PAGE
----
John Seward Johnson II is a sculptor whose work is instantly recognizable by a number of people. Realistic, life-size bronze castings of people doing everyday things, some are painted so as to be difficult to distinguish from quotidian humans. Others are left more abstractly colored or sized so as never to be mistaken. They are, in many ways, explorations of what it means to be human. One of Johnson’s statues, “Double Check” presents a business man sitting on a bench, checking his briefcase. It is most famous for having sat near ground zero and having confused rescuers as a real person traumatized by the events of September 11. Memorial Day seems like a good opportunity to revisit the statue that many thought was human, and which many people still adore.
While perhaps the most obvious question a sentient being can ponder, what it means to be conscious (and in our case, human) is without an easy answer. We are animals aware of our own mortality in a way that causes many of us angst, or even terror. Humans (and perhaps other conscious animals are) notorious anthropomorphists—we think of other creatures, and even inanimate objects as being like ourselves. We can mistake statues for real people. All too often we treat others as if they were made of cast bronze. Memorial Day is for remembering, but the fallen haven’t only been the victims of the madness we call war. Violence done to others for one’s own gratification is an act of war on a personal scale. Individuals who destroy many others need to stand long before a statue and ponder.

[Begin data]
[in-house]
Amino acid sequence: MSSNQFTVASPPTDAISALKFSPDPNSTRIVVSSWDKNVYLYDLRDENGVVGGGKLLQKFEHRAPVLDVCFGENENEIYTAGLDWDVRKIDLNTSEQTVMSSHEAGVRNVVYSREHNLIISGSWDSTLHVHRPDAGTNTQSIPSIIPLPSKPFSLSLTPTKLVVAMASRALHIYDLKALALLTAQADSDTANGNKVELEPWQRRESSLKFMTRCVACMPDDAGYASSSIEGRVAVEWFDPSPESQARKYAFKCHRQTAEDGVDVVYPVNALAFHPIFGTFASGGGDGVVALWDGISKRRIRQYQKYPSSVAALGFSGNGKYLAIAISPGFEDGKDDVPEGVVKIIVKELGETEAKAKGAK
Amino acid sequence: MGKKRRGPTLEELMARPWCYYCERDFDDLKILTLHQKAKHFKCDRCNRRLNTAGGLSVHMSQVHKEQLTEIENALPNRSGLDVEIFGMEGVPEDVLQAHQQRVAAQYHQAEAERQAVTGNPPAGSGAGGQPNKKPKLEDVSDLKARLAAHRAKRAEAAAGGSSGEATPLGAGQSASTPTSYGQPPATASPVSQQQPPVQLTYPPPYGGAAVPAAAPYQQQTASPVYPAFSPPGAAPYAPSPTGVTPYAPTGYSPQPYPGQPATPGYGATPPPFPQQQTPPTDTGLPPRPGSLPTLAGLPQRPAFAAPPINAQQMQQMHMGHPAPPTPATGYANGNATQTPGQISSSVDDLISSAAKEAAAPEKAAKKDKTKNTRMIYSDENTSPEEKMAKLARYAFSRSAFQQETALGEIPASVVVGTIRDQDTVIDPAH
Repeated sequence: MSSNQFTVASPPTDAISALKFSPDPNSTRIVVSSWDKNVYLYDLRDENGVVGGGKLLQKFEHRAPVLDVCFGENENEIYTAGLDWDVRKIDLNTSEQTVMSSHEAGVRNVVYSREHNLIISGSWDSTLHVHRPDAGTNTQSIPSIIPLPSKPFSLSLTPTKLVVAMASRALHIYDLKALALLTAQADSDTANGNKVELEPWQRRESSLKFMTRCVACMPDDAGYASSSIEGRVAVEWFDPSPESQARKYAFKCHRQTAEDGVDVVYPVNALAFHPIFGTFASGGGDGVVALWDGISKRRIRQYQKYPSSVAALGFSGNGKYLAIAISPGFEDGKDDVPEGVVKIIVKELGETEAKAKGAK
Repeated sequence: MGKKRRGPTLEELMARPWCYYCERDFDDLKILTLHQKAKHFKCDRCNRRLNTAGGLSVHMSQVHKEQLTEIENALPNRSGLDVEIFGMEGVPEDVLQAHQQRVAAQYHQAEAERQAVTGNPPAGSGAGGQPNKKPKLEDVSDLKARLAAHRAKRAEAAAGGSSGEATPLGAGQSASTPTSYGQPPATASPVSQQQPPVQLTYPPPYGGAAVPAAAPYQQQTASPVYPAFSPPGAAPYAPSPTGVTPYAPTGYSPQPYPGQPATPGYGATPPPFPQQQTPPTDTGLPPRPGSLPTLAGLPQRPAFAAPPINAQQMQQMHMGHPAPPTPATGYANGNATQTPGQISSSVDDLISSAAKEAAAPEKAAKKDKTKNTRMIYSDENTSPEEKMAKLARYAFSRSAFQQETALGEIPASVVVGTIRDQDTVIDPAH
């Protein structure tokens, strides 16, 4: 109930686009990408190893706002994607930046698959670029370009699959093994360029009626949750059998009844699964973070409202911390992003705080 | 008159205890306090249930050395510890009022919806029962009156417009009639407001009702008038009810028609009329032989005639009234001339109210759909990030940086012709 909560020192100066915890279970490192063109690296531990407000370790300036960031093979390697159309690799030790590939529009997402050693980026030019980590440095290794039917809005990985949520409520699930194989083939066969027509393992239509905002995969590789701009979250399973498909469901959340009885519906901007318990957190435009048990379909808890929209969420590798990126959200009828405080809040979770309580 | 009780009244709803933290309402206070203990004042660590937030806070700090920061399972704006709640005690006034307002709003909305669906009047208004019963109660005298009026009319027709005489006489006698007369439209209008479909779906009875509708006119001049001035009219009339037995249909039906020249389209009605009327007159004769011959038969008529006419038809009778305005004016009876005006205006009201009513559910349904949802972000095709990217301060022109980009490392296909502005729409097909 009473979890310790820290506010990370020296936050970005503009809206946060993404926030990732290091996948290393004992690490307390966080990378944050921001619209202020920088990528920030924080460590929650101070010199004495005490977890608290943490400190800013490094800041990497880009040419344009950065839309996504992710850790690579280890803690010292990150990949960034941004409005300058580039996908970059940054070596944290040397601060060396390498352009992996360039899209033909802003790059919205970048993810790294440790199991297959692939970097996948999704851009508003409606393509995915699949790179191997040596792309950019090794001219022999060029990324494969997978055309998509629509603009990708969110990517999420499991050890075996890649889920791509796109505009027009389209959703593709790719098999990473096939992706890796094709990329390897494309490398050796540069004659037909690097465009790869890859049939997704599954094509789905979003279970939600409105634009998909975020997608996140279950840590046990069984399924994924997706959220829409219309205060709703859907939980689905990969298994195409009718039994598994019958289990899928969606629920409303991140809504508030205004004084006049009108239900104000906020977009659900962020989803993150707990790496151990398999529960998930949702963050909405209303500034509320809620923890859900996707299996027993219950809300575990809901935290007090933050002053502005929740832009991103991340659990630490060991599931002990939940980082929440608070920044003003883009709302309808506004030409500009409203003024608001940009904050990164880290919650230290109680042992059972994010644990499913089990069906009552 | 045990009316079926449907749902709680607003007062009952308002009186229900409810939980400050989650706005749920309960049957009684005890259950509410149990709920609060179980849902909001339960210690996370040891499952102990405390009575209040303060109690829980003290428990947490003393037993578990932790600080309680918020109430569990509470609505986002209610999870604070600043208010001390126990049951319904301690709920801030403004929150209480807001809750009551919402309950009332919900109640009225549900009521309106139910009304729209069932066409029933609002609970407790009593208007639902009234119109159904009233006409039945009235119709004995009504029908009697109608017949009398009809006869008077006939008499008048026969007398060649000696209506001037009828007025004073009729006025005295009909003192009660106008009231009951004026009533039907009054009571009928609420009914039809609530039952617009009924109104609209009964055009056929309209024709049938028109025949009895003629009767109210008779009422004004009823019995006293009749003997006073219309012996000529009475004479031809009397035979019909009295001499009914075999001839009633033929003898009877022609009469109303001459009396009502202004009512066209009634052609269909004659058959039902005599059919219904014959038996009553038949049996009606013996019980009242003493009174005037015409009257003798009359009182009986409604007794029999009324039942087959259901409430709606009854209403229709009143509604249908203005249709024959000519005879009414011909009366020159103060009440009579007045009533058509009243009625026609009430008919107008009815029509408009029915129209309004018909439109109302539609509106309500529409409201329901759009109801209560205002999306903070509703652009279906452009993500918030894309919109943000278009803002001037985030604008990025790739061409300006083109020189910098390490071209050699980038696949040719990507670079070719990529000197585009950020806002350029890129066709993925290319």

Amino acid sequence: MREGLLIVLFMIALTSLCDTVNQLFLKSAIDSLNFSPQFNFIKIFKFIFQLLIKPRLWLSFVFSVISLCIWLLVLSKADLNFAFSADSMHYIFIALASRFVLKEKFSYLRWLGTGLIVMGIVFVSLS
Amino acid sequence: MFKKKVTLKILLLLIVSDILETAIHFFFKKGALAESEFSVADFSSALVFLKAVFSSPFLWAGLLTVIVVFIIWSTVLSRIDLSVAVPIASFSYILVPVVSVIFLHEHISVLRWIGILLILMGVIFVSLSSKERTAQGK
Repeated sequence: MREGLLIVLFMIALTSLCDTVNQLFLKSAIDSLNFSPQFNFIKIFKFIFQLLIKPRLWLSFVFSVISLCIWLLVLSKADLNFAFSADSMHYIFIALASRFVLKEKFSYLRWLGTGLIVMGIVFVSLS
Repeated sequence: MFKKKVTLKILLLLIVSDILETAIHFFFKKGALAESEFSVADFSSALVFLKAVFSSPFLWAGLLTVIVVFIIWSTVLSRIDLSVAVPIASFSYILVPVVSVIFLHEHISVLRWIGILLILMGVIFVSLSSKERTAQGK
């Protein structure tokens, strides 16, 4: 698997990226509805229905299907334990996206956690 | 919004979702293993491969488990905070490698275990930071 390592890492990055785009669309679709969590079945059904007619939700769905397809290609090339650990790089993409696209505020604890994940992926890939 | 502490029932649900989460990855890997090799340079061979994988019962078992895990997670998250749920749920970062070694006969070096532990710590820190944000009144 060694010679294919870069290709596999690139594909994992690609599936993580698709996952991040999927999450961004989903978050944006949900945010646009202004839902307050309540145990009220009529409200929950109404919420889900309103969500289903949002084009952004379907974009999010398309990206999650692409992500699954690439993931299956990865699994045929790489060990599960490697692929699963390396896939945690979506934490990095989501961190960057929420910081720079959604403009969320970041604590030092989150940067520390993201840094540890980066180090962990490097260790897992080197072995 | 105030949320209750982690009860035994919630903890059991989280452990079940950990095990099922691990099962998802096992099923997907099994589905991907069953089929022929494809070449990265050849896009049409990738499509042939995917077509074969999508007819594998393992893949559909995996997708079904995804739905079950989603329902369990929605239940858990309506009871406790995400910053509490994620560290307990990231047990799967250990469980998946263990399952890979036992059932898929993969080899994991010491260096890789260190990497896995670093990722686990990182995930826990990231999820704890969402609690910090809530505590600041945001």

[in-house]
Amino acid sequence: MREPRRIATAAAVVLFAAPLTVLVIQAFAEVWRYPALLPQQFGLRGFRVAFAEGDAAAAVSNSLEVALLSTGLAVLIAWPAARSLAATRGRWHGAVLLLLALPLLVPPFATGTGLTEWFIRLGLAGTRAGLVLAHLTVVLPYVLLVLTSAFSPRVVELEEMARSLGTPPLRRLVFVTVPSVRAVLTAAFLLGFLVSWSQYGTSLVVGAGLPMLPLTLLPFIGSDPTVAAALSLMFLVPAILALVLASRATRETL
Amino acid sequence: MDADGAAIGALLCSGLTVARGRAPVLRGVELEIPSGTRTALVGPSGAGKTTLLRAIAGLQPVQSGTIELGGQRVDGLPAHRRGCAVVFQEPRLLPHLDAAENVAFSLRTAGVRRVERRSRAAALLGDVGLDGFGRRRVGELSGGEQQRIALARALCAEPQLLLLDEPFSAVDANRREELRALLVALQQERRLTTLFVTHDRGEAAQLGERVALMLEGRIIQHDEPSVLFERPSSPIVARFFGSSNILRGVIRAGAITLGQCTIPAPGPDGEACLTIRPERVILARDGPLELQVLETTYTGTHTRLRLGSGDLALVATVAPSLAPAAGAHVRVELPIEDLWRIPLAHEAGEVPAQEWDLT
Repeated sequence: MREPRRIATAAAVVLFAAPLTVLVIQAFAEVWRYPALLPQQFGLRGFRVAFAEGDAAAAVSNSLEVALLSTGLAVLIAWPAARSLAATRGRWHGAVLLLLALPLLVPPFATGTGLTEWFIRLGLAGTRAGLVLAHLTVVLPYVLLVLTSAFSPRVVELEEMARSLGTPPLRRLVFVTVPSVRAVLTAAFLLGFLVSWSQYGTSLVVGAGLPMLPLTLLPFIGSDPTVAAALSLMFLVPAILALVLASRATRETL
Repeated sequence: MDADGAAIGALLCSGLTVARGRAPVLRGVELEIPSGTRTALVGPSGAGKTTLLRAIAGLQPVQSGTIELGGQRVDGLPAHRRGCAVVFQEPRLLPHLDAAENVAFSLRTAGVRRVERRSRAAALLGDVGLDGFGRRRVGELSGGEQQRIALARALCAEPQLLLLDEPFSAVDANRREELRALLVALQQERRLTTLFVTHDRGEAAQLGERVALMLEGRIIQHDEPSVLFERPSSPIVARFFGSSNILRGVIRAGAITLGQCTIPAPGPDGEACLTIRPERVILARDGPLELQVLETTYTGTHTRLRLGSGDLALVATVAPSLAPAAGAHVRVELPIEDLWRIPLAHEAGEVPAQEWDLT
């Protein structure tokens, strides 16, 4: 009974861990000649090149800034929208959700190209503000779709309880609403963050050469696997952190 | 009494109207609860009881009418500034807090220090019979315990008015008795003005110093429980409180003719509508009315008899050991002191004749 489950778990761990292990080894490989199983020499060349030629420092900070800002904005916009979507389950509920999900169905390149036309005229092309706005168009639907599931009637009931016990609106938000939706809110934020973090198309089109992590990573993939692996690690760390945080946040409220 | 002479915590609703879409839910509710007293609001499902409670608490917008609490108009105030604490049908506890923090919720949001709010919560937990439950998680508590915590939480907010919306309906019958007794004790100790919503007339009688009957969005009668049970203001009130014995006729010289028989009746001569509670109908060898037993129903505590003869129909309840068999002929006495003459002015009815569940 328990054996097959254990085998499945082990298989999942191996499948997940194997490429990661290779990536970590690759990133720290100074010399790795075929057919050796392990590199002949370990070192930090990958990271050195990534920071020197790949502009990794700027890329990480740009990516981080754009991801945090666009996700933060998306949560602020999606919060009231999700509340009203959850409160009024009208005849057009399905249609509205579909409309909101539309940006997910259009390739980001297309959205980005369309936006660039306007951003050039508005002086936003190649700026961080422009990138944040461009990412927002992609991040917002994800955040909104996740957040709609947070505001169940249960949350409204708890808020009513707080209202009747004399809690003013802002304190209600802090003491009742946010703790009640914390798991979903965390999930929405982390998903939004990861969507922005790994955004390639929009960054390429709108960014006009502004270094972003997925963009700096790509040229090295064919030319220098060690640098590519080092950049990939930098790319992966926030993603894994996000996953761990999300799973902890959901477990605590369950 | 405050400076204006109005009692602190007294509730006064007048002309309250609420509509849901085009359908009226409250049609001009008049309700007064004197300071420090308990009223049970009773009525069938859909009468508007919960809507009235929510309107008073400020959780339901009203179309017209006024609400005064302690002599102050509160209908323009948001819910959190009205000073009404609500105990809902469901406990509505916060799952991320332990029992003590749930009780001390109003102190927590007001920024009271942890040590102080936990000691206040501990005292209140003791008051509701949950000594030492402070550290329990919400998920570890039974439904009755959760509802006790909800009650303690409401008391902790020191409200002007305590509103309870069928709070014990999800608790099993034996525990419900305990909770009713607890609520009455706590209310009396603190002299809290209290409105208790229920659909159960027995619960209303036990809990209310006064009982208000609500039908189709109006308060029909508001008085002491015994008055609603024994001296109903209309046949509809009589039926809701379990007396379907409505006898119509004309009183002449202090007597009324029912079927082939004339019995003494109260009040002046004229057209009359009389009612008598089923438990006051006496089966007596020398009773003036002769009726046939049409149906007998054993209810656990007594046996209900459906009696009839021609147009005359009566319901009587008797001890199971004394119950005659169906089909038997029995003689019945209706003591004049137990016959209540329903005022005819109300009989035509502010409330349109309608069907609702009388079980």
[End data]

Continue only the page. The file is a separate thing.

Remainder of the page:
“Double Check” has become an icon of sorts. People left gifts and remembrances for the victims of the attack on the statue. When the real thing isn’t there, sometimes a statue will do. This can teach us something about being human. As we die, at least in this culture, we are buried and a headstone becomes our statue. Our representation for the world to remember that we were here. Our progeny may lay flowers on our grave on this date some day in the future while statues that look just like humans will remain largely unchanged, asking those who remain alive to check again. To think, what does it mean to be human? And when any of us may be tempted to harm anyone else, perhaps we should gaze at a statue and consider the implications.